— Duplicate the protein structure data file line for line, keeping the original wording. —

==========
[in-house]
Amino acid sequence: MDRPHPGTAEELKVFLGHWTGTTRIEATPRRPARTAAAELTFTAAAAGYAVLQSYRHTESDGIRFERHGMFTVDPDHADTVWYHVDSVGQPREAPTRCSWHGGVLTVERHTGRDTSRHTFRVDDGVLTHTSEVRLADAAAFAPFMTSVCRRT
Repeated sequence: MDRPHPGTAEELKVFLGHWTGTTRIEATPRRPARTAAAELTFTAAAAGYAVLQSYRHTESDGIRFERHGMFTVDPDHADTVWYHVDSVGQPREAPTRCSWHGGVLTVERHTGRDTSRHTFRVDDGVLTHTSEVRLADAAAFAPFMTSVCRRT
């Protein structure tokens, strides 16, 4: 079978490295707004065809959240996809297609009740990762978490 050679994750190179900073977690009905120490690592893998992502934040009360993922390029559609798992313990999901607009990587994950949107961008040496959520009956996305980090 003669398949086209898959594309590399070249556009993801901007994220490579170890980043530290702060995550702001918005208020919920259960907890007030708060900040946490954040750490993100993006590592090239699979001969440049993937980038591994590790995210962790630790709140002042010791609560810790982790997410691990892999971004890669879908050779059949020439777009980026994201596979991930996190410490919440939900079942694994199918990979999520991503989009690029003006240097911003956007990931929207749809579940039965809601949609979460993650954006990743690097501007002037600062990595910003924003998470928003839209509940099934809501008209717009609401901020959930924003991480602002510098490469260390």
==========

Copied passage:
[in-house]
Amino acid sequence: MDRPHPGTAEELKVFLGHWTGTTRIEATPRRPARTAAAELTFTAAAAGYAVLQSYRHTESDGIRFERHGMFTVDPDHADTVWYHVDSVGQPREAPTRCSWHGGVLTVERHTGRDTSRHTFRVDDGVLTHTSEVRLADAAAFAPFMTSVCRRT
Repeated sequence: MDRPHPGTAEELKVFLGHWTGTTRIEATPRRPARTAAAELTFTAAAAGYAVLQSYRHTESDGIRFERHGMFTVDPDHADTVWYHVDSVGQPREAPTRCSWHGGVLTVERHTGRDTSRHTFRVDDGVLTHTSEVRLADAAAFAPFMTSVCRRT
């Protein structure tokens, strides 16, 4: 079978490295707004065809959240996809297609009740990762978490 050679994750190179900073977690009905120490690592893998992502934040009360993922390029559609798992313990999901607009990587994950949107961008040496959520009956996305980090 003669398949086209898959594309590399070249556009993801901007994220490579170890980043530290702060995550702001918005208020919920259960907890007030708060900040946490954040750490993100993006590592090239699979001969440049993937980038591994590790995210962790630790709140002042010791609560810790982790997410691990892999971004890669879908050779059949020439777009980026994201596979991930996190410490919440939900079942694994199918990979999520991503989009690029003006240097911003956007990931929207749809579940039965809601949609979460993650954006990743690097501007002037600062990595910003924003998470928003839209509940099934809501008209717009609401901020959930924003991480602002510098490469260390």